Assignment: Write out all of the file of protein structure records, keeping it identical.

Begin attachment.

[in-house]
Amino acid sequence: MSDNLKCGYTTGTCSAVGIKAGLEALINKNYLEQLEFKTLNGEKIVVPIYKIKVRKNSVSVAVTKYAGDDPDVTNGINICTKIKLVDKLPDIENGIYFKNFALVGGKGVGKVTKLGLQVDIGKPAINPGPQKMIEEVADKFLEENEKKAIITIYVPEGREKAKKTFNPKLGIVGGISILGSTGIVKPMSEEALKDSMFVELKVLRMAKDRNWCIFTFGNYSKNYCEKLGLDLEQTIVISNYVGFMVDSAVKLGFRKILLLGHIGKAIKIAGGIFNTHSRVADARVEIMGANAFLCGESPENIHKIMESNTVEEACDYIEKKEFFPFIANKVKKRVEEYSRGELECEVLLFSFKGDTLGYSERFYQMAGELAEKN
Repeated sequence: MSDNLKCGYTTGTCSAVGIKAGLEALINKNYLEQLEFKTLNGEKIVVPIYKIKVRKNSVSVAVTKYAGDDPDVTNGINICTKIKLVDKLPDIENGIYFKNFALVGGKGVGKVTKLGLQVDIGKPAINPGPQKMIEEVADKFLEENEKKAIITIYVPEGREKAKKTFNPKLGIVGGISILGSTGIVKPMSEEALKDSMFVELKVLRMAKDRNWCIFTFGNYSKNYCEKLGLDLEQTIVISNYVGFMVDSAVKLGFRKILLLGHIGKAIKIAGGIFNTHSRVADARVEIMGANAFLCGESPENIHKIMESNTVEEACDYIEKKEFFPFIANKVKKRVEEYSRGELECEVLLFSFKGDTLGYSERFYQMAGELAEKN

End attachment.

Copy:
[in-house]
Amino acid sequence: MSDNLKCGYTTGTCSAVGIKAGLEALINKNYLEQLEFKTLNGEKIVVPIYKIKVRKNSVSVAVTKYAGDDPDVTNGINICTKIKLVDKLPDIENGIYFKNFALVGGKGVGKVTKLGLQVDIGKPAINPGPQKMIEEVADKFLEENEKKAIITIYVPEGREKAKKTFNPKLGIVGGISILGSTGIVKPMSEEALKDSMFVELKVLRMAKDRNWCIFTFGNYSKNYCEKLGLDLEQTIVISNYVGFMVDSAVKLGFRKILLLGHIGKAIKIAGGIFNTHSRVADARVEIMGANAFLCGESPENIHKIMESNTVEEACDYIEKKEFFPFIANKVKKRVEEYSRGELECEVLLFSFKGDTLGYSERFYQMAGELAEKN
Repeated sequence: MSDNLKCGYTTGTCSAVGIKAGLEALINKNYLEQLEFKTLNGEKIVVPIYKIKVRKNSVSVAVTKYAGDDPDVTNGINICTKIKLVDKLPDIENGIYFKNFALVGGKGVGKVTKLGLQVDIGKPAINPGPQKMIEEVADKFLEENEKKAIITIYVPEGREKAKKTFNPKLGIVGGISILGSTGIVKPMSEEALKDSMFVELKVLRMAKDRNWCIFTFGNYSKNYCEKLGLDLEQTIVISNYVGFMVDSAVKLGFRKILLLGHIGKAIKIAGGIFNTHSRVADARVEIMGANAFLCGESPENIHKIMESNTVEEACDYIEKKEFFPFIANKVKKRVEEYSRGELECEVLLFSFKGDTLGYSERFYQMAGELAEKN